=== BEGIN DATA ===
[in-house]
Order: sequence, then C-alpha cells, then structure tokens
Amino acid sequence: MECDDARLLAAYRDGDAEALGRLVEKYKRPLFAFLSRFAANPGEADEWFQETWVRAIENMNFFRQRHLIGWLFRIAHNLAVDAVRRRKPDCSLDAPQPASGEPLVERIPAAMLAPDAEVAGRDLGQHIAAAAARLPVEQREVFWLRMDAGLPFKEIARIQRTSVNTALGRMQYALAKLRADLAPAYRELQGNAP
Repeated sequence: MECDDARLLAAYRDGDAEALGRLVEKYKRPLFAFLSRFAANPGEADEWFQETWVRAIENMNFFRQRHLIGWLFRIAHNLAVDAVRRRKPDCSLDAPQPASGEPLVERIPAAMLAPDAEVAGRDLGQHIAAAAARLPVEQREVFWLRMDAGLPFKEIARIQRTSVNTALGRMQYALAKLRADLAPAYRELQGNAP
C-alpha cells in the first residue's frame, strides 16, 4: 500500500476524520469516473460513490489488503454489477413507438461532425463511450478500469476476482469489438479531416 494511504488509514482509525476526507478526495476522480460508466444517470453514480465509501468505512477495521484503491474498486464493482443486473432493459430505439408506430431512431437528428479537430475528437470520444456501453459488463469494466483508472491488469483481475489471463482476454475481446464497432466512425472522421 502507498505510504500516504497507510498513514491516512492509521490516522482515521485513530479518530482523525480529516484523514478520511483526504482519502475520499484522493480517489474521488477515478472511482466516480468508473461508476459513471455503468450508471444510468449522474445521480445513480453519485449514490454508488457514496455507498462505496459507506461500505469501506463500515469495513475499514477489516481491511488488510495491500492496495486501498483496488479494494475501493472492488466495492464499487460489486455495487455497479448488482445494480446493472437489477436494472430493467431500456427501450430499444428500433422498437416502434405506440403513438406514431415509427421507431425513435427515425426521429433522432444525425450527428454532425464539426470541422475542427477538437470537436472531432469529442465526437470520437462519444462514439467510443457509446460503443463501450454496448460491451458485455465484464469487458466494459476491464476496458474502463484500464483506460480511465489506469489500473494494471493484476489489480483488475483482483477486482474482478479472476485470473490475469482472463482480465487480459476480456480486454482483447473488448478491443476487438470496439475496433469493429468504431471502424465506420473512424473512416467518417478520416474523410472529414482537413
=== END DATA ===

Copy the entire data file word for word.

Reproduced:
[in-house]
Order: sequence, then C-alpha cells, then structure tokens
Amino acid sequence: MECDDARLLAAYRDGDAEALGRLVEKYKRPLFAFLSRFAANPGEADEWFQETWVRAIENMNFFRQRHLIGWLFRIAHNLAVDAVRRRKPDCSLDAPQPASGEPLVERIPAAMLAPDAEVAGRDLGQHIAAAAARLPVEQREVFWLRMDAGLPFKEIARIQRTSVNTALGRMQYALAKLRADLAPAYRELQGNAP
Repeated sequence: MECDDARLLAAYRDGDAEALGRLVEKYKRPLFAFLSRFAANPGEADEWFQETWVRAIENMNFFRQRHLIGWLFRIAHNLAVDAVRRRKPDCSLDAPQPASGEPLVERIPAAMLAPDAEVAGRDLGQHIAAAAARLPVEQREVFWLRMDAGLPFKEIARIQRTSVNTALGRMQYALAKLRADLAPAYRELQGNAP
C-alpha cells in the first residue's frame, strides 16, 4: 500500500476524520469516473460513490489488503454489477413507438461532425463511450478500469476476482469489438479531416 494511504488509514482509525476526507478526495476522480460508466444517470453514480465509501468505512477495521484503491474498486464493482443486473432493459430505439408506430431512431437528428479537430475528437470520444456501453459488463469494466483508472491488469483481475489471463482476454475481446464497432466512425472522421 502507498505510504500516504497507510498513514491516512492509521490516522482515521485513530479518530482523525480529516484523514478520511483526504482519502475520499484522493480517489474521488477515478472511482466516480468508473461508476459513471455503468450508471444510468449522474445521480445513480453519485449514490454508488457514496455507498462505496459507506461500505469501506463500515469495513475499514477489516481491511488488510495491500492496495486501498483496488479494494475501493472492488466495492464499487460489486455495487455497479448488482445494480446493472437489477436494472430493467431500456427501450430499444428500433422498437416502434405506440403513438406514431415509427421507431425513435427515425426521429433522432444525425450527428454532425464539426470541422475542427477538437470537436472531432469529442465526437470520437462519444462514439467510443457509446460503443463501450454496448460491451458485455465484464469487458466494459476491464476496458474502463484500464483506460480511465489506469489500473494494471493484476489489480483488475483482483477486482474482478479472476485470473490475469482472463482480465487480459476480456480486454482483447473488448478491443476487438470496439475496433469493429468504431471502424465506420473512424473512416467518417478520416474523410472529414482537413